The Big Beast is ready for action

Based on a couple of b&w 1930s prints of the real thing, I've tried to copy the weathering as best as I could. It's never easy working from black & white, but the greasy-looking patches and subtle streaking is a close replica, as is the heavily-greased valve gear and dusty deposits on the underframes  From what I've read, even when fairly new, these locos were seldom clean, not least as they were unpopular with crew and maintenance staff alike. Plus, they struggled to fit into most shed buildings so were invariably left outside.
As mentioned previously, I've been working on one of the great new Hattons/Heljan LMS Beyer Garratts. It has proven quite a challenge, not in terms of any great difficulties with techniques or materials, but simply down to handling the darn thing. Despite its bulk, the model is actually quite a delicate thing and I've had to glue a few things back on here and there during the job. Mind you, some of that was down to wanting to take it apart and see how it all works. 

The twin motors is a good idea and they're both purring along sweetly after a good running-in period and there's a DCC sound speaker fitted as standard inside the boiler. Well, under the chimney to be exact. A set of power connectors hidden in the ash pan allow the two 'bogie' units to be detached, which made the weathering process slightly easier, although disconnecting these leads means that the wheels can't be turned under power, which makes working around the valve gear tricky. But... all of this is discussed in detail in the next issue of Model Rail magazine (MR195, on sale 10 April).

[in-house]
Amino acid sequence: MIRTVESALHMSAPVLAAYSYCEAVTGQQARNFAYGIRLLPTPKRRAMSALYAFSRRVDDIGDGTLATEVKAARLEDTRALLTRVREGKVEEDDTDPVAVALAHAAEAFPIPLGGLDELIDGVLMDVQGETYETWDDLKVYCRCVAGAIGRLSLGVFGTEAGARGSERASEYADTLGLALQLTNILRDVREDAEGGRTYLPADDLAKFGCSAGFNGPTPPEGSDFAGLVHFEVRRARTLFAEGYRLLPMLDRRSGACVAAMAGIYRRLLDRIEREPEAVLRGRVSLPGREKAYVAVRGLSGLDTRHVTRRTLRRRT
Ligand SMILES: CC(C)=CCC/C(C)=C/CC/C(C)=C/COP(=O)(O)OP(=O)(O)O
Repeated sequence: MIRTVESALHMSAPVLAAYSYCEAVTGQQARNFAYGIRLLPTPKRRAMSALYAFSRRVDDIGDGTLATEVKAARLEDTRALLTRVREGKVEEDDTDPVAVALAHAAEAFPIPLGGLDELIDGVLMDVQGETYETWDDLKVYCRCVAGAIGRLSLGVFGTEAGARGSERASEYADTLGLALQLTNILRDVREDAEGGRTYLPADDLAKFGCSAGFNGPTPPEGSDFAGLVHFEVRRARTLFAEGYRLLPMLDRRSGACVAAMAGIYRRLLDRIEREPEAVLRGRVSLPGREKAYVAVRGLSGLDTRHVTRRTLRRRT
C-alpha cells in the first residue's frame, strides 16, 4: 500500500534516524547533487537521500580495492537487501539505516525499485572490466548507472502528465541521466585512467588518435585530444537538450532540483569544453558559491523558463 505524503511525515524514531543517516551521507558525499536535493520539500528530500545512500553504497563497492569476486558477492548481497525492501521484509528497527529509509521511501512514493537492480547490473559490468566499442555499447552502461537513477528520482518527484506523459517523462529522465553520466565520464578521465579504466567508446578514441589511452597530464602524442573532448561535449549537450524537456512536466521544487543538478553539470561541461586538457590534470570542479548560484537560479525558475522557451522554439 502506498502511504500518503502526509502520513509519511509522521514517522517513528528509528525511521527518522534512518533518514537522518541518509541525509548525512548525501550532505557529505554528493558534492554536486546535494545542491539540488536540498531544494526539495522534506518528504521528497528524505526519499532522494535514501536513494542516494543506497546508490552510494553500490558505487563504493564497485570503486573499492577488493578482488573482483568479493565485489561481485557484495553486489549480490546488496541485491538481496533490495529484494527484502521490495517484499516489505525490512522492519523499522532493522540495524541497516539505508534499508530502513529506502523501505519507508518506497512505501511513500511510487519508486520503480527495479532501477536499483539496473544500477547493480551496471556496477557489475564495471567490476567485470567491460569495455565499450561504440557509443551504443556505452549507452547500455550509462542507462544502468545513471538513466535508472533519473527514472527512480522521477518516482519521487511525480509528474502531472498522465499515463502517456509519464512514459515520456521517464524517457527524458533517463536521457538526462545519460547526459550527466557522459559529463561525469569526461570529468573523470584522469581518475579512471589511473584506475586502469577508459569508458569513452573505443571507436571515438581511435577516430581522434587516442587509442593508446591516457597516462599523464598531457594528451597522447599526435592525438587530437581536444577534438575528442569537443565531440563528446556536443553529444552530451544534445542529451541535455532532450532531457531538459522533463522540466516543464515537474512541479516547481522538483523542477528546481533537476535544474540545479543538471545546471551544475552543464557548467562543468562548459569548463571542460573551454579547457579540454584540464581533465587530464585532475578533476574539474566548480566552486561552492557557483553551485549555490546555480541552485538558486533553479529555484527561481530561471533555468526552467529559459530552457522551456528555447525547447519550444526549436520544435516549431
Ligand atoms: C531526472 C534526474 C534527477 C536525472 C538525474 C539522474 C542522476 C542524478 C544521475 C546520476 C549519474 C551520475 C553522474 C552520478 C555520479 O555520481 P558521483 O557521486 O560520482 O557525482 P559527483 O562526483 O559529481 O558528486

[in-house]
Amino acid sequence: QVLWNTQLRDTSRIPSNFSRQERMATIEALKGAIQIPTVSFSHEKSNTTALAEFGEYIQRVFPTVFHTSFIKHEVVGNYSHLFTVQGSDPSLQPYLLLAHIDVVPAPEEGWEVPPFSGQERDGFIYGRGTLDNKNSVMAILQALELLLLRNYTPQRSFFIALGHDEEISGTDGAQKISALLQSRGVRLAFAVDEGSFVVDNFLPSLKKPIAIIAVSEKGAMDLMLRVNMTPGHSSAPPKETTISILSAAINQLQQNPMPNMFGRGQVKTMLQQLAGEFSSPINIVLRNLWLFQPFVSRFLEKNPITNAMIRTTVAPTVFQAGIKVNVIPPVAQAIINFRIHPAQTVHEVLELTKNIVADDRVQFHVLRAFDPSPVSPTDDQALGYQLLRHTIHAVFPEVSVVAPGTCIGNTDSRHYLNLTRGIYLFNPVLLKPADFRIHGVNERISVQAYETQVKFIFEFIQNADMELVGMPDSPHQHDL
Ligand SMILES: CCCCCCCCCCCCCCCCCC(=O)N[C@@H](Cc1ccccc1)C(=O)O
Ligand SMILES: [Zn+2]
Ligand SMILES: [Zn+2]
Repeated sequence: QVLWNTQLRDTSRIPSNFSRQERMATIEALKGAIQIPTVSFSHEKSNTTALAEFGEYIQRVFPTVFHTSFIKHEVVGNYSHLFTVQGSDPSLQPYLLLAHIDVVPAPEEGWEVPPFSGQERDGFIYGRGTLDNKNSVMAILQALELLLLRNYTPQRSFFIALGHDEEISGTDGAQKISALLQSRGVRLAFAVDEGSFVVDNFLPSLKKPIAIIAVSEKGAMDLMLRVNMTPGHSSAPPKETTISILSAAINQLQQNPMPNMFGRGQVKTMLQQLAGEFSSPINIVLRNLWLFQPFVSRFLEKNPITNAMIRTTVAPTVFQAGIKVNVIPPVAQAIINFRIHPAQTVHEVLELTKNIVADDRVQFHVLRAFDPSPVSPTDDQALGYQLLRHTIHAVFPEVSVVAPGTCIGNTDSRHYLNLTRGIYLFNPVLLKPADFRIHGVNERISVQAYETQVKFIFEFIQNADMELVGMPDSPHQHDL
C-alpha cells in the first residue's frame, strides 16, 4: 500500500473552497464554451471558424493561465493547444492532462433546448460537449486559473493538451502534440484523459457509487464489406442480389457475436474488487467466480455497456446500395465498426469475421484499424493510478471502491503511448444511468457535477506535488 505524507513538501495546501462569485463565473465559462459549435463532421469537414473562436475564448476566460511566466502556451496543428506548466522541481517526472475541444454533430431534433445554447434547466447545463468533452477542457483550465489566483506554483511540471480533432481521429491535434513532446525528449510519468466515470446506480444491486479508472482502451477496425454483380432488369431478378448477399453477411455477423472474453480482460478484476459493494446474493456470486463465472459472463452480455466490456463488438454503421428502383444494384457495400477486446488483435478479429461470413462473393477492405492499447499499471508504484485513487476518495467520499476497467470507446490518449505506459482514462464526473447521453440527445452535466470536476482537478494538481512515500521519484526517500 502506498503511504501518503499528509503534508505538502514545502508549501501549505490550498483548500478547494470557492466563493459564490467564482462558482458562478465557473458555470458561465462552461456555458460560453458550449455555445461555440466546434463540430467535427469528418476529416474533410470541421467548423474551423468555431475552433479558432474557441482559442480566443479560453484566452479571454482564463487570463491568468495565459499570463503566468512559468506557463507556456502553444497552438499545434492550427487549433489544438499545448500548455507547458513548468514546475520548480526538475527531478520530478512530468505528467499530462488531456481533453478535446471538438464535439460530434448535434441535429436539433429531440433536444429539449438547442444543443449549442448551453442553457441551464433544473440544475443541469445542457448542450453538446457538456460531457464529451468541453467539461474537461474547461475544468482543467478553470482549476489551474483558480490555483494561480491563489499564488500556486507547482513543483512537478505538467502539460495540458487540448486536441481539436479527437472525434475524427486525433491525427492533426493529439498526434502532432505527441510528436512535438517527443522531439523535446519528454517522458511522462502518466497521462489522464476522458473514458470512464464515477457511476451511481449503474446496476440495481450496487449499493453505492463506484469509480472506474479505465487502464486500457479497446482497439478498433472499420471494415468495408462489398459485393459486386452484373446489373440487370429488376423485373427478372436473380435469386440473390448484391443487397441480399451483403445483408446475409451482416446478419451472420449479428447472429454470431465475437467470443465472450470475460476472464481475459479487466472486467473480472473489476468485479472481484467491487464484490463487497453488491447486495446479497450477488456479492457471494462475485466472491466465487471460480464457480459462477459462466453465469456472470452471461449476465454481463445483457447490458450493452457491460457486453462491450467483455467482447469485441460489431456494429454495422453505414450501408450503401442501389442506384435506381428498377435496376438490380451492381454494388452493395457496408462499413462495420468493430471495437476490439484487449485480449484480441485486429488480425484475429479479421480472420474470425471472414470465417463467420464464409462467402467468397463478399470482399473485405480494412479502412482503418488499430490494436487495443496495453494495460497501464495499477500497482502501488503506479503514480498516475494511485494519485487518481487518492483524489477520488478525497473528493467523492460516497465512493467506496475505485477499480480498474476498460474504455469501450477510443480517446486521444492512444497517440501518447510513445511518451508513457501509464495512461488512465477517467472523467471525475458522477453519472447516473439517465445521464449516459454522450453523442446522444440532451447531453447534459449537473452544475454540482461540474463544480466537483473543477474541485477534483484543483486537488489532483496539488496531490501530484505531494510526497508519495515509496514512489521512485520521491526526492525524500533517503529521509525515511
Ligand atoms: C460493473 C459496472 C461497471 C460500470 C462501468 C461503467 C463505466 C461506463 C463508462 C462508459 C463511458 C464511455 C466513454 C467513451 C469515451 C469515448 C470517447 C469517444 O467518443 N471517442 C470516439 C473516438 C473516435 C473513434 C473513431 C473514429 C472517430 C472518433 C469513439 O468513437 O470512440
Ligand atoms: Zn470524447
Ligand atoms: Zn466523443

This thing has been a joy - and a challenge - to work with. Just a shame I don't have a layout big enough to run it on properly...

Look out for my weathering and detailing demo in MR195. The majority of the weathering was carried out without an airbrush, but I did resort to my trusty Iwata in the end - not least as I kept breaking things off by handling the model too much! 


  1. I have a Hattons Garratt on order with a rotating bunker. I too have only one photo of 47994 at Hasland (Chesterfield) in a tiny book called Railway Locomotives of Great Britain 1958 edition so I can see the trouble you had with weathering.
    Faulcon 1 Australia.


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